Ahead of its season at St. Kilda’s Map 57 winter garden, we chat with Scott Maidment, the brains behind the wildly successful LIMBO and BLANC de BLANC productions. With both shows now worldwide events, Maidment brings us up to speed on where BLANC de BLANC is at.
Firstly, a congratulations on the 600th performance of LIMBO. I’ve had the chance to see it a couple of times over the years, and it certain sits among the top of the class. What do you think it is about the show that has given it the success and the longevity that it has enjoyed?
LIMBO is different. It isn’t strictly circus or cabaret or burlesque. It’s the unique mix of multi skilled performers that drives the energy and they provide the backing music along with their extreme talents, and that’s what keeps it interesting.
…and how does the show today compare to the show 600 performances ago?
It’s actually almost 800 by now. The main drive of the show hasn’t changed at all really, however we are always tweaking and refining and coming up with new moments. The audience really is a part of the show and because we have different audience every day it changes the show each time.
We’re here to talk about BLANC de BLANC, your latest show that is about to arrive as part of Melbourne’s MAP 57 programme. Can you tell me a little bit about how this particular show came to fruition, both conceptually and in terms of the performers that became a part of it?
I really liked the sound of the words Blanc de Blanc; I love the onomatopoeia. I made the association between the white wine in champagne and the white face of a clown. The show is based around the effervescent energy of champagne paired with the crazy energy of clowning and circus.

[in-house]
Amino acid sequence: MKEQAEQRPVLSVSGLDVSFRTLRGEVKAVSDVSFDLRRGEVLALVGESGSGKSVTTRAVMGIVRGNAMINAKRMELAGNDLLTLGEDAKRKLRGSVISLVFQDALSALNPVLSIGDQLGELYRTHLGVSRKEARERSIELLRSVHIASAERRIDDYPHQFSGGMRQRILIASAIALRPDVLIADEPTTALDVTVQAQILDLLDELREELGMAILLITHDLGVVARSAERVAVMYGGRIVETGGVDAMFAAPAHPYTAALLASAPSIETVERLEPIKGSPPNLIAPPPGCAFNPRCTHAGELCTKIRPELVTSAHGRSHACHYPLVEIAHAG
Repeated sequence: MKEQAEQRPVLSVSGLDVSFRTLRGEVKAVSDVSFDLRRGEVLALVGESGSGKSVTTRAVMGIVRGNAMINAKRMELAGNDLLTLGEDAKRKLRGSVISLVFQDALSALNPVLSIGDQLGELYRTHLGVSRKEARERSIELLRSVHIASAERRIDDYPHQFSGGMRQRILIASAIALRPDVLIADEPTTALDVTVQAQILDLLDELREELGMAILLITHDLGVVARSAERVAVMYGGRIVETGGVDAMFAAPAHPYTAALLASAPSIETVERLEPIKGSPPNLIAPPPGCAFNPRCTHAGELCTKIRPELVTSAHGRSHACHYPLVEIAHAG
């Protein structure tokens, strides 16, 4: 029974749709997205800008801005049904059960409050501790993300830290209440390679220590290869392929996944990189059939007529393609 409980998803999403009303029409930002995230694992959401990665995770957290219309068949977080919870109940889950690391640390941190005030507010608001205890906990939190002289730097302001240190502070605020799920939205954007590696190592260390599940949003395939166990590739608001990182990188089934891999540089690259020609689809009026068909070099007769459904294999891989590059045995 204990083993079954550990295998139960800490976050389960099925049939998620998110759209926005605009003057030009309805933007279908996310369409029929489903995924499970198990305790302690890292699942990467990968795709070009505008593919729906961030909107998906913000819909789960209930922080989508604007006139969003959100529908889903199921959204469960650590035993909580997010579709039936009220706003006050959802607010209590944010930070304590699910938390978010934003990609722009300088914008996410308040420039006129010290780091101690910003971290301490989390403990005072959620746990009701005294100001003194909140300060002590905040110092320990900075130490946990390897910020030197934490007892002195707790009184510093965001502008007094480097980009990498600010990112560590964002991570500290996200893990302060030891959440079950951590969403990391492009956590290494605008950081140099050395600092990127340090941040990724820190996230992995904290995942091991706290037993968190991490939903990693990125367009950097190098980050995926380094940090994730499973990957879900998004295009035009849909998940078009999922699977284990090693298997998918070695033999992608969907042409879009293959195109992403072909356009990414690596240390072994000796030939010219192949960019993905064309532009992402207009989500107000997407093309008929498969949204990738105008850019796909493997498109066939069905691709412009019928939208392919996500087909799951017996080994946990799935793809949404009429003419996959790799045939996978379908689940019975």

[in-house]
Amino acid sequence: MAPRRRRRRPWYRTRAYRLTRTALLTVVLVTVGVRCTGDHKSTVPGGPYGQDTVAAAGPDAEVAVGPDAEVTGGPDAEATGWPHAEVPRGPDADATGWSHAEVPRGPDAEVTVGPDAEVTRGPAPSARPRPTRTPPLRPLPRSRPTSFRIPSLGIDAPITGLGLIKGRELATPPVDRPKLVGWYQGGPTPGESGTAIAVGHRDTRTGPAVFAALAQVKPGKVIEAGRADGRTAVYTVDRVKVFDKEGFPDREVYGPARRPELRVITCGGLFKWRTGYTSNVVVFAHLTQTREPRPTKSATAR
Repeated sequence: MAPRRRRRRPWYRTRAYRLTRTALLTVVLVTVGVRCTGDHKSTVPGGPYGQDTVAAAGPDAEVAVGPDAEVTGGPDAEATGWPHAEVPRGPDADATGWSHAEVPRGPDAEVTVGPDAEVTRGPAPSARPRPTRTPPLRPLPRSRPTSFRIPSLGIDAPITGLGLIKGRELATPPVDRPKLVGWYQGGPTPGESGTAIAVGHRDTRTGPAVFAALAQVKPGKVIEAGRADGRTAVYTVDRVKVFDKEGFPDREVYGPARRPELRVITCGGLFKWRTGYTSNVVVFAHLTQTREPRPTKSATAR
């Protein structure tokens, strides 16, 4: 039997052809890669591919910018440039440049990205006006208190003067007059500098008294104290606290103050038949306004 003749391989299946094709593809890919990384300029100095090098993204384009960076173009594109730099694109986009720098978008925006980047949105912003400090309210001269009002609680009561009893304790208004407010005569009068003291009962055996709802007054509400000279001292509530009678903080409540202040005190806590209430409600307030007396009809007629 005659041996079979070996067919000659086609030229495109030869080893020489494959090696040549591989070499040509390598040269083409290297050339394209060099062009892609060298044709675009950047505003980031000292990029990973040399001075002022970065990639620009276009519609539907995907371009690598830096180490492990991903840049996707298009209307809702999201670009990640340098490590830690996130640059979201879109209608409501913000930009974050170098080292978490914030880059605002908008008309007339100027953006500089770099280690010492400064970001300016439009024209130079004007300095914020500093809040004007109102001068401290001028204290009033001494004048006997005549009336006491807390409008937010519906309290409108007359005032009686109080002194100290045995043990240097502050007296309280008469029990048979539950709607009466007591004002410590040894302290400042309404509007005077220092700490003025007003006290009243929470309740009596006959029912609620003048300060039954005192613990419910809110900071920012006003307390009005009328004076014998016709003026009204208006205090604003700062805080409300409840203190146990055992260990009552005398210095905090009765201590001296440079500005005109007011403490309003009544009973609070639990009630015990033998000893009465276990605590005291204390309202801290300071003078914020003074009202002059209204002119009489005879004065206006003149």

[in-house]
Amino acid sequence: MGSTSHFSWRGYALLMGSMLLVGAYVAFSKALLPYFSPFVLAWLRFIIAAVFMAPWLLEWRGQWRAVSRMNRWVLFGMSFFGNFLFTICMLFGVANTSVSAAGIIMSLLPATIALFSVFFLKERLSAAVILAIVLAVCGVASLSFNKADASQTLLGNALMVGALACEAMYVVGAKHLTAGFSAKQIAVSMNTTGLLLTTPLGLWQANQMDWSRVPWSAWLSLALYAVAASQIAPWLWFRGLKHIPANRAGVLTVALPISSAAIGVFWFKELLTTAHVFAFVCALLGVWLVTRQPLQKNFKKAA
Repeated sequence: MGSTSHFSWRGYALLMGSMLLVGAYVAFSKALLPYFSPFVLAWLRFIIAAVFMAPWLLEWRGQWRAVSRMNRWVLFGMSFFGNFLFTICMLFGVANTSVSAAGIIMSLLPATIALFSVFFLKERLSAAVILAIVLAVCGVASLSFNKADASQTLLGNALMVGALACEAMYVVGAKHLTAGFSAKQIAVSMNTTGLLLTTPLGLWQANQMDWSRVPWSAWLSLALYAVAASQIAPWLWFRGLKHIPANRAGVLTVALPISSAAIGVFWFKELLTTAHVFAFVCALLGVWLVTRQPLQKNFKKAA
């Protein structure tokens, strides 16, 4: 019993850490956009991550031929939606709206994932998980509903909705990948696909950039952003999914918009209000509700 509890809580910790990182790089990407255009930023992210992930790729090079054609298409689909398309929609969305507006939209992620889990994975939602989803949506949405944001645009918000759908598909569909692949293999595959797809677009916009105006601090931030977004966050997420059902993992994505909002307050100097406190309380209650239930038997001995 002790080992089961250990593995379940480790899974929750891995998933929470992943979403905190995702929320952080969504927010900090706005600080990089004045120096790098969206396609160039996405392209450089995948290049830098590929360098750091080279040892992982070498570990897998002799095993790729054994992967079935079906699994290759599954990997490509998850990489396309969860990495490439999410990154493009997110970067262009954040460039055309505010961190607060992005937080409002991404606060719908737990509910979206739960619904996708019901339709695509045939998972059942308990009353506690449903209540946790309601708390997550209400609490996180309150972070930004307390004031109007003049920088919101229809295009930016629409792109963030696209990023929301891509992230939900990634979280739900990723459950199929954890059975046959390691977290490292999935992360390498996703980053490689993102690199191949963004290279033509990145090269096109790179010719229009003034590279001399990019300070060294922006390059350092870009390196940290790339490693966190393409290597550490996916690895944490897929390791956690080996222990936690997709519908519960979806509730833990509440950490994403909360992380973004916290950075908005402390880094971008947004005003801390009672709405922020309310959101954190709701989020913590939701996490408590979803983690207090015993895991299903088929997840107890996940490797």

What can those attending a performance of BLANC de BLANC expect?
The evening starts out very sophisticated, you may even think you are in a French cabaret and as it progresses the audience becomes more and more giddy and the performance become more immersive. The audience and performers join in what is ultimately an insane champagne fuelled party.
Like LIMBO before it, BLANC has been enjoying performances all over the world. How did your experiences with LIMBO prepare you for how the show would be received in the different destinations?
I am always scared because I believe in the old show biz adage that you are only as good as your last show. So when I am creating something new I am always super nervous. I am incredibly relieved that the audiences have loved BLANC so much.
How do you think Melbourne audiences compare to those on the West End or even in Adelaide?
I don’t think you can classify a typical Melbourne audience; it’s such a diverse community. Melbournites are cultured and always up for excitement, but they can be very judgmental. They see a lot of shows but one of the things that has been universal with BLANC is that is super fun for everyone who sees it.
How important is it for you to push the boundaries in a show like BLANC de BLANC? And how do you think you’ve achieved that here?
In terms of pushing the boundaries, it’s more about giving the audience an experience that is not your every-day show. They have an experience that is outside of a normal theatre, and the Spiegeltent environment certainly provides that.
What’s next for the show after its run in Melbourne, and do you have any other productions coming up?
BLANC heads to Darwin Festival, LIMBO performs in Amsterdam, Budapest Montreal and Antwerp. We are also creating something top secret for Brisbane Festival, but I can tell you that it will be very colourful and on a very large scale.
BLANC de BLANC comes to MAP 57 in St Kilda from June 15th – July 30th. For more information, visit www.map57com.
Photo by Ben Walsh.